Manage release lifecycle

How Keptn orchestrates pre- and post-deployment evaluations and tasks

In this exercise, we will configure Keptn to run deployment checks as part of your deployment. Whether you are deploying your software with Argo, Flux, another deployment engine, or even kubectl apply, Keptn can do the following:

  • Pre-deploy: Validate external dependencies, confirm that images are scanned, and so forth

  • Post-deploy: Execute tests, notify stakeholders, promote to the next stage

  • Automatically validate against your SLO (Service Level Objectives)

Keptn sits on top of the Kubernetes scheduler and can do the following:

  • Trace the deployment from start to end
  • Keptn is application aware, so can extend the deployment with tasks and evaluations that are run either before or after your whole application starts the deployment or at the individual workload level.
  • Validate any Keptn metric, either pre- or post-deployment, using the metrics from the Keptn Metrics Server introduced in Getting started with Keptn metrics.

This means that you can be sure that the environment is healthy and has adequate resources before you begin the deployment. After the deployment succeeds, use Keptn metrics to confirm that your deployed software is really healthy – not just that the pods are running but validate against SLOs such as performance and user experience. You can also check for new logs that came in from a log monitoring solution.

Using this exercise

This exercise shows how to implement pre- and post-deployment evaluations and tasks for your application. It is based on the simplenode-dev example.

The steps to implement pre- and post-deployment orchestration are:

This is the third of three exercises in the Introducing Keptn series. You may want to complete the other exercises before doing this exercise although that is not required:

If you are installing Keptn on an existing cluster or in a local cluster you are creating for this exercise and did not previously set up your cluster for the Standardize observability exercise, you need to do the following:

  1. Follow the instructions in Install and update to install and enable Keptn on your cluster.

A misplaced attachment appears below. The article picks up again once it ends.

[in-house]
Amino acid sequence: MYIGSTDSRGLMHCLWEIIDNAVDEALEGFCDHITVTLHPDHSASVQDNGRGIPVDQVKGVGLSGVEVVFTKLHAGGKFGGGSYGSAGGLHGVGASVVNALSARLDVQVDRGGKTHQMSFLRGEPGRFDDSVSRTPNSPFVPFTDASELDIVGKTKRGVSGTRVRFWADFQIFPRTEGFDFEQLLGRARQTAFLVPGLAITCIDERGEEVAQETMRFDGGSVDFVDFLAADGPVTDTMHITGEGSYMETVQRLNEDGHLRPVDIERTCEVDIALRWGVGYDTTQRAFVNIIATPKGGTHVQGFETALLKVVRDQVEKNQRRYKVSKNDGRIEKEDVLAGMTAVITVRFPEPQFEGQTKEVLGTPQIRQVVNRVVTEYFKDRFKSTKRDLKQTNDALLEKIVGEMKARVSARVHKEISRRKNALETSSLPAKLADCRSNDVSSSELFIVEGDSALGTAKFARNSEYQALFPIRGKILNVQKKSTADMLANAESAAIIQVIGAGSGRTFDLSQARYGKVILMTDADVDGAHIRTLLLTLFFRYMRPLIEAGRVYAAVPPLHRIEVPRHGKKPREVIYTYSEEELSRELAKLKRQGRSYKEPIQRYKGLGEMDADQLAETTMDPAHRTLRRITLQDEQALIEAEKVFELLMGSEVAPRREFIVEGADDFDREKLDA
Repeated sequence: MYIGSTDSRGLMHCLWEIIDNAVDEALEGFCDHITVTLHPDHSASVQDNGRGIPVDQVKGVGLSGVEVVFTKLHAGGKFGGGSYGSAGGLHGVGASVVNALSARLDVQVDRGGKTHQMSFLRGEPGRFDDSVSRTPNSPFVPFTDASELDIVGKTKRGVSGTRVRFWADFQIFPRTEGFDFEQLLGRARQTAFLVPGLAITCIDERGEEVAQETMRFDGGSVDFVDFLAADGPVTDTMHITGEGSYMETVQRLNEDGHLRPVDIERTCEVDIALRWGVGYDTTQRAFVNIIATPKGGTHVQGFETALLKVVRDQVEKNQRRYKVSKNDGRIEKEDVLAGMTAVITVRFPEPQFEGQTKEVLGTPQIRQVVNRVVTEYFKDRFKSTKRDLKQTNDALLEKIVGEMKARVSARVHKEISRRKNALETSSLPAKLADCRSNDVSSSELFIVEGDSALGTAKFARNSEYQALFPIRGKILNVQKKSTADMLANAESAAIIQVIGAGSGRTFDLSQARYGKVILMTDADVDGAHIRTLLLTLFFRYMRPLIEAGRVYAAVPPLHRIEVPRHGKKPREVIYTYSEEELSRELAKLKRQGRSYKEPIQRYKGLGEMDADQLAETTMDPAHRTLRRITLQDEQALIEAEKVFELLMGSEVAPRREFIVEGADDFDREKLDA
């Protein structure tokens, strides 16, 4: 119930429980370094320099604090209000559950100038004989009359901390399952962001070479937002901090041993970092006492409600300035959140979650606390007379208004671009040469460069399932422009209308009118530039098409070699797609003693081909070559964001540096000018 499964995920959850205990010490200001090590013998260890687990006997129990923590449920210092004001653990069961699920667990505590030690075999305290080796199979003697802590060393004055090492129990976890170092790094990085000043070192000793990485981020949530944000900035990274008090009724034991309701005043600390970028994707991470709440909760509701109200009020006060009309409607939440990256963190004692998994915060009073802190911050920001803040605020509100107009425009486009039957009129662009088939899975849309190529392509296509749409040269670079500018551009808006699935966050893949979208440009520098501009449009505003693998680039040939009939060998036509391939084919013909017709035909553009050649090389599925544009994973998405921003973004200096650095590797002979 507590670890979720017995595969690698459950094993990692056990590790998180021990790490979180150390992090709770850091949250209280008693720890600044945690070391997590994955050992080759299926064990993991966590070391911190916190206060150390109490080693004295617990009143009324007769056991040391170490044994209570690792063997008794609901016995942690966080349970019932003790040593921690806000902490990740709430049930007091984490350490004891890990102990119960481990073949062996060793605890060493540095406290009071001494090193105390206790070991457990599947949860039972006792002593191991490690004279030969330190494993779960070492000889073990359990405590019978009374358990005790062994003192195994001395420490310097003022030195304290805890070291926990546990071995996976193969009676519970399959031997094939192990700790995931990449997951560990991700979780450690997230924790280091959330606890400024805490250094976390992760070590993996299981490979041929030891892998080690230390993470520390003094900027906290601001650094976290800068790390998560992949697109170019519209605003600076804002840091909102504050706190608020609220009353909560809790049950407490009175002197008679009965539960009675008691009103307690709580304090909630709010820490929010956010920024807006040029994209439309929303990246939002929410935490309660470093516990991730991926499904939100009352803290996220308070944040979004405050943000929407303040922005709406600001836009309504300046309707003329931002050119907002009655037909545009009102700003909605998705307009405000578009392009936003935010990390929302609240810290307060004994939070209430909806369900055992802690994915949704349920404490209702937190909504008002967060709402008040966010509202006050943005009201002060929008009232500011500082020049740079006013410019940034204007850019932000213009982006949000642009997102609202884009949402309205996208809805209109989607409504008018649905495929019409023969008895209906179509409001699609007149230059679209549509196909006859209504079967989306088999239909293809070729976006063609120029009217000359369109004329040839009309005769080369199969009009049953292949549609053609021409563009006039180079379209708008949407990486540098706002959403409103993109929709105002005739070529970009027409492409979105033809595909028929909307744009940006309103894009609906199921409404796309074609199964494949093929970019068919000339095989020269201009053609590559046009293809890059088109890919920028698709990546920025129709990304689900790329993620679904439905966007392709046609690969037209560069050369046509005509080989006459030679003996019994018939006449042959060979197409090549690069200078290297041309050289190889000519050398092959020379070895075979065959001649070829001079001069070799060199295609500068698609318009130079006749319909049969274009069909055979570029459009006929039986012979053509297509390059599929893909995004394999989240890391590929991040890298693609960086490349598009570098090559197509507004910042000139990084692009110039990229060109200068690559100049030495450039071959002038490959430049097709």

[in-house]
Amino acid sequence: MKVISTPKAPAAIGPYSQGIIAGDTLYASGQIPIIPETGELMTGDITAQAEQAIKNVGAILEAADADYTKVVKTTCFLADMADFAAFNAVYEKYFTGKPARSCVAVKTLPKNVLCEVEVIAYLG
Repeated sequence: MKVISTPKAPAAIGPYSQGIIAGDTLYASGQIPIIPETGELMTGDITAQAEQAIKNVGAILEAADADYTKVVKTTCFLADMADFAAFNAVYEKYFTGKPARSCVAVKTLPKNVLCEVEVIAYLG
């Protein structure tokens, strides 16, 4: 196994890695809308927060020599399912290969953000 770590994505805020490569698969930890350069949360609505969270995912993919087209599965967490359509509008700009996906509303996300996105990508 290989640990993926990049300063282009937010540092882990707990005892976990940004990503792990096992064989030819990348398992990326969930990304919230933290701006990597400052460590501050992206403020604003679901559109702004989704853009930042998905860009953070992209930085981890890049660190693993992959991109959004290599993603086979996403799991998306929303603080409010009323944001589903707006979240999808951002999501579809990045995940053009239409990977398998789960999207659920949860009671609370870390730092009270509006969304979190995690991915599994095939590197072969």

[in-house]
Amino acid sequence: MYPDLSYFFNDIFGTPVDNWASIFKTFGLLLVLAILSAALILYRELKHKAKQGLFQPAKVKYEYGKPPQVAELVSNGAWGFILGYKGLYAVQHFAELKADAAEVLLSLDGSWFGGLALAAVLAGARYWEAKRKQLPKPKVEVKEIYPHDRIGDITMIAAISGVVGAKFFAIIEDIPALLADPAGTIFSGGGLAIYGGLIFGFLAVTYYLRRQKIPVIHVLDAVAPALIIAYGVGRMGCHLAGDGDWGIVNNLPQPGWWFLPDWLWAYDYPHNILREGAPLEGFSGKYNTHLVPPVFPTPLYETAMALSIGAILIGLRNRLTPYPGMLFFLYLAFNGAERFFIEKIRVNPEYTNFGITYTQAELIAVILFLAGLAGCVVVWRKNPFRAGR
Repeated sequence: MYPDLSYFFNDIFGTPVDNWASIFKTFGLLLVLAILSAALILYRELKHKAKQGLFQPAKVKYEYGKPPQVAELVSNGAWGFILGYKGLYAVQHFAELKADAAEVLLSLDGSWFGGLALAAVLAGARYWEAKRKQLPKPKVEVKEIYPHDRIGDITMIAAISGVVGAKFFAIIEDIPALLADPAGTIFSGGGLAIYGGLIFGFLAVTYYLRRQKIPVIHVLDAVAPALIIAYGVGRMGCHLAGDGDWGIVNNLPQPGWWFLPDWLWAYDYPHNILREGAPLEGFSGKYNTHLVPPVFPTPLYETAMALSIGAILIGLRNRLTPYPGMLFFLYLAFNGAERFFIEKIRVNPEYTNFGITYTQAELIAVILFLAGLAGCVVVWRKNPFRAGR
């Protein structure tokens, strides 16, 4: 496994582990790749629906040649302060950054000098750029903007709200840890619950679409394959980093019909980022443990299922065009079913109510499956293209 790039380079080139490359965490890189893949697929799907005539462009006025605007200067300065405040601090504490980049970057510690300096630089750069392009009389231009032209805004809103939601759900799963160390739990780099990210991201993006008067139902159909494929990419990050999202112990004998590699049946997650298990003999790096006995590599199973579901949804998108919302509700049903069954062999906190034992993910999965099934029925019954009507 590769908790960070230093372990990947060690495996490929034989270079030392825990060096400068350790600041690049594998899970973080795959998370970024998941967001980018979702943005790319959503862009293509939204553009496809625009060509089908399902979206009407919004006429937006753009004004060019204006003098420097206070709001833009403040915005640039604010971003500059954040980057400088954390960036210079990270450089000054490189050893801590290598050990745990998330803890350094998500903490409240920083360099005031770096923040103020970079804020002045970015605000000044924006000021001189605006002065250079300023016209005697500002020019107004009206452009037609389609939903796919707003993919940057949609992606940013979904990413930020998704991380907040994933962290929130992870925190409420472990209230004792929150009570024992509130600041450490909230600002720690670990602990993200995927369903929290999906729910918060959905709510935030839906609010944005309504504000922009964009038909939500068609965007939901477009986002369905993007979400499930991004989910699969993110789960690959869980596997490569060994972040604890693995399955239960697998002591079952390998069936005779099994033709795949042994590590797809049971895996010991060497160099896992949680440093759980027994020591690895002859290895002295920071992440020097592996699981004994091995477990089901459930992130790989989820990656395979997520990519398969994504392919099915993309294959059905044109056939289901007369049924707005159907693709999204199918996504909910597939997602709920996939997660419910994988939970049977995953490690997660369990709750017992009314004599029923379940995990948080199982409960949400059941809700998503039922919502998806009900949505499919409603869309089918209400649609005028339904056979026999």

2. Follow the instructions in Annotate workload to integrate Keptn into your Kubernetes cluster by applying basic annotations to your Deployment resource. This also creates appropriate KeptnApp resources which aggregate workloads that are combined into the released product, regardless of the tools being used.

Define evaluations to be performed pre- and post-deployment

An evaluation is a KeptnMetric that has a defined target value. Evaluations are resources that are defined in a KeptnEvaluationDefinition yaml file. In our example, evaluations are defined in the keptn-evaluations.yaml file. For example, the definition of the evaluate-dependencies evaluation looks like this:

kind: KeptnEvaluationDefinition
  name: evaluate-dependencies
  namespace: simplenode-dev
    - keptnMetricRef:
        name: available-cpus
        namespace: simplenode-dev
      evaluationTarget: ">4"

You see that the available-cpus metric is defined in the keptn-metric.yaml file. The evaluationTarget is set to be >4, so this evaluation makes sure that more than 4 CPUs are available. You could include objectives and additional metrics in this evaluation.

Define tasks to be performed pre- and post-deployment

Tasks are resources that are defined in a KeptnTaskDefinition file. In our example, the tasks are defined in the keptn-tasks.yaml file. As an example, we have a notify task that composes some Markdown text to be sent as Slack notifications The KeptnTaskDefinition looks like this:

kind: KeptnTaskDefinition
  name: notify
      code: | 
            <javascript code>
      secret: slack-notification

For more information about sending Slack notifications with Keptn, see Implement Slack notifications. The code to be executed is expressed as a Deno script, which uses JavaScript syntax. It can be embedded in the definition file or pulled in from a remote webserver that is specified. For this example, the code to be executed is embedded in this file although, in practice, this script would probably be located on a remote webserver.

Note that, beginning with Keptn 0.8.0, you can also use Python 3 to define your task, or you can define a standard Kubernetes container that uses the image, runner, and runtime dependencies that you choose. For more information, see Working with Keptn tasks.

You can view the actual JavaScript code for the task in the repository. You see that “context” is important in this code. This refers to the context in which this code executes – for which application, for which version, for which Workload.

Because the slack server that is required to execute this task is protected by a secret, the task definition also specifies that secret.

Integrate evaluations and tasks into the cluster

Follow the instructions in Annotate workload to integrate the evaluations and tasks you defined into the cluster by applying annotations to the Deployment resource. See the simplenode-dev-deployment.yaml file for an example.

Last modified 2023-11-03: docs: release 0.9.0 (#2396) (fef5826)